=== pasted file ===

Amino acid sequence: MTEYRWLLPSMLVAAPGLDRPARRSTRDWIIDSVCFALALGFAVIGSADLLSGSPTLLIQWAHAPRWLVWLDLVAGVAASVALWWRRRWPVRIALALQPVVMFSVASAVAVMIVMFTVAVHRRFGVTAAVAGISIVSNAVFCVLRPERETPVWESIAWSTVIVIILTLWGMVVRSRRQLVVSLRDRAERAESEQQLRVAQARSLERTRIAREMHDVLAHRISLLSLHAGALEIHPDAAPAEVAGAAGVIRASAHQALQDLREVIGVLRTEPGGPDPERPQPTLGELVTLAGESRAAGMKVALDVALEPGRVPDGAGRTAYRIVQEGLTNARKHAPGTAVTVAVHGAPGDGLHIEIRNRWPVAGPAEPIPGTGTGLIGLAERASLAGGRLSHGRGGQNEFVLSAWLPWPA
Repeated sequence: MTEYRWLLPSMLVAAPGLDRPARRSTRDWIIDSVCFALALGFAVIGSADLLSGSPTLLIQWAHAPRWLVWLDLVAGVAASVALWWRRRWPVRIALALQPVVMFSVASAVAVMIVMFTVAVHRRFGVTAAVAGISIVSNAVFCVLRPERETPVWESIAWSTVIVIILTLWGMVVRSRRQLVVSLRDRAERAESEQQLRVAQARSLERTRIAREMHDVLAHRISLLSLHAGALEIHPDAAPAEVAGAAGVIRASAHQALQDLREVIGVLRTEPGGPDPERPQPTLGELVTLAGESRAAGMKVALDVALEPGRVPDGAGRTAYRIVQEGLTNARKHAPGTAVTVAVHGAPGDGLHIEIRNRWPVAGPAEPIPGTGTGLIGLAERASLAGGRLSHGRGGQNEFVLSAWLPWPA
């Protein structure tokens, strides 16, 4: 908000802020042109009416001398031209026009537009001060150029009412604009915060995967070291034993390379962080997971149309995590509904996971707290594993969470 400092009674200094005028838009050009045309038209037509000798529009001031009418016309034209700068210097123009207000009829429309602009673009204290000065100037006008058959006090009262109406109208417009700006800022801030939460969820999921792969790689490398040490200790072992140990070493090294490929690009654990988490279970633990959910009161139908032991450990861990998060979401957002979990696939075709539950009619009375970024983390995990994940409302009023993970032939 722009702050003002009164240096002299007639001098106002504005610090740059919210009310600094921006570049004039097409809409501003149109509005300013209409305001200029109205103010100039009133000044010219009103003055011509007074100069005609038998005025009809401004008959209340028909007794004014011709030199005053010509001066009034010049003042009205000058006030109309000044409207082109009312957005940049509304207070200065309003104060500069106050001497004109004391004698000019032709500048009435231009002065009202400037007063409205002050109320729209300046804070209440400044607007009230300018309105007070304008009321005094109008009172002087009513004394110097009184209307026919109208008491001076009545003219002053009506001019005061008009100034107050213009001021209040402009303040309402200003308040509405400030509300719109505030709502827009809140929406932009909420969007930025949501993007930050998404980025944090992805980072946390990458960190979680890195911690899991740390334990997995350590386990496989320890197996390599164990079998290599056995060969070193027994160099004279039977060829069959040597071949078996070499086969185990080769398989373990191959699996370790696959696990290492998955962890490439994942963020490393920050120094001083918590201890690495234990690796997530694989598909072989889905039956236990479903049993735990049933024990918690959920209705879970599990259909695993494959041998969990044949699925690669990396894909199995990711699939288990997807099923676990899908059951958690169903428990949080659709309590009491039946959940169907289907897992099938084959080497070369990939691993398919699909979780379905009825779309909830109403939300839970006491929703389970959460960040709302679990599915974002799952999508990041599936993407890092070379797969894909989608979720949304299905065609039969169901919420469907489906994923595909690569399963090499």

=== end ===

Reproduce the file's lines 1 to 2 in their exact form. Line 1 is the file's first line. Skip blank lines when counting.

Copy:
Amino acid sequence: MTEYRWLLPSMLVAAPGLDRPARRSTRDWIIDSVCFALALGFAVIGSADLLSGSPTLLIQWAHAPRWLVWLDLVAGVAASVALWWRRRWPVRIALALQPVVMFSVASAVAVMIVMFTVAVHRRFGVTAAVAGISIVSNAVFCVLRPERETPVWESIAWSTVIVIILTLWGMVVRSRRQLVVSLRDRAERAESEQQLRVAQARSLERTRIAREMHDVLAHRISLLSLHAGALEIHPDAAPAEVAGAAGVIRASAHQALQDLREVIGVLRTEPGGPDPERPQPTLGELVTLAGESRAAGMKVALDVALEPGRVPDGAGRTAYRIVQEGLTNARKHAPGTAVTVAVHGAPGDGLHIEIRNRWPVAGPAEPIPGTGTGLIGLAERASLAGGRLSHGRGGQNEFVLSAWLPWPA
Repeated sequence: MTEYRWLLPSMLVAAPGLDRPARRSTRDWIIDSVCFALALGFAVIGSADLLSGSPTLLIQWAHAPRWLVWLDLVAGVAASVALWWRRRWPVRIALALQPVVMFSVASAVAVMIVMFTVAVHRRFGVTAAVAGISIVSNAVFCVLRPERETPVWESIAWSTVIVIILTLWGMVVRSRRQLVVSLRDRAERAESEQQLRVAQARSLERTRIAREMHDVLAHRISLLSLHAGALEIHPDAAPAEVAGAAGVIRASAHQALQDLREVIGVLRTEPGGPDPERPQPTLGELVTLAGESRAAGMKVALDVALEPGRVPDGAGRTAYRIVQEGLTNARKHAPGTAVTVAVHGAPGDGLHIEIRNRWPVAGPAEPIPGTGTGLIGLAERASLAGGRLSHGRGGQNEFVLSAWLPWPA